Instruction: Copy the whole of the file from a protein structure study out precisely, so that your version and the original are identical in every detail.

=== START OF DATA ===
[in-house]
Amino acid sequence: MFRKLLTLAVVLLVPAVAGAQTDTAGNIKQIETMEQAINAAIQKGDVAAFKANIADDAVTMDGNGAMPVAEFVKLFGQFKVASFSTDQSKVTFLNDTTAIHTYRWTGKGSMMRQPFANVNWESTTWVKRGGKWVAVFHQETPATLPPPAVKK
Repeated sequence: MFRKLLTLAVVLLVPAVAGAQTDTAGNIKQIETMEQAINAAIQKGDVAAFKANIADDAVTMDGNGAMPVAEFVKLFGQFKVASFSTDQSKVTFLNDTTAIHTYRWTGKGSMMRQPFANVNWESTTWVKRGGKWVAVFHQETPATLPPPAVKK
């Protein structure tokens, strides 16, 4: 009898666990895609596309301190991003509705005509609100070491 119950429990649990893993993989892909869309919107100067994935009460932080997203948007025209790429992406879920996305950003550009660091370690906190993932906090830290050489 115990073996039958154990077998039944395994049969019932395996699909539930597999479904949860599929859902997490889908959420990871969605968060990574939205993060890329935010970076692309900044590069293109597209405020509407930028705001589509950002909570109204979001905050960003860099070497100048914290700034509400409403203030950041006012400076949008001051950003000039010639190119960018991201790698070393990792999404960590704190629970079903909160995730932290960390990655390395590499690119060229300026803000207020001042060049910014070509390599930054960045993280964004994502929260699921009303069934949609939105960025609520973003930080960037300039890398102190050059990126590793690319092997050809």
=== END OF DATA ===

[in-house]
Amino acid sequence: MFRKLLTLAVVLLVPAVAGAQTDTAGNIKQIETMEQAINAAIQKGDVAAFKANIADDAVTMDGNGAMPVAEFVKLFGQFKVASFSTDQSKVTFLNDTTAIHTYRWTGKGSMMRQPFANVNWESTTWVKRGGKWVAVFHQETPATLPPPAVKK
Repeated sequence: MFRKLLTLAVVLLVPAVAGAQTDTAGNIKQIETMEQAINAAIQKGDVAAFKANIADDAVTMDGNGAMPVAEFVKLFGQFKVASFSTDQSKVTFLNDTTAIHTYRWTGKGSMMRQPFANVNWESTTWVKRGGKWVAVFHQETPATLPPPAVKK
């Protein structure tokens, strides 16, 4: 009898666990895609596309301190991003509705005509609100070491 119950429990649990893993993989892909869309919107100067994935009460932080997203948007025209790429992406879920996305950003550009660091370690906190993932906090830290050489 115990073996039958154990077998039944395994049969019932395996699909539930597999479904949860599929859902997490889908959420990871969605968060990574939205993060890329935010970076692309900044590069293109597209405020509407930028705001589509950002909570109204979001905050960003860099070497100048914290700034509400409403203030950041006012400076949008001051950003000039010639190119960018991201790698070393990792999404960590704190629970079903909160995730932290960390990655390395590499690119060229300026803000207020001042060049910014070509390599930054960045993280964004994502929260699921009303069934949609939105960025609520973003930080960037300039890398102190050059990126590793690319092997050809």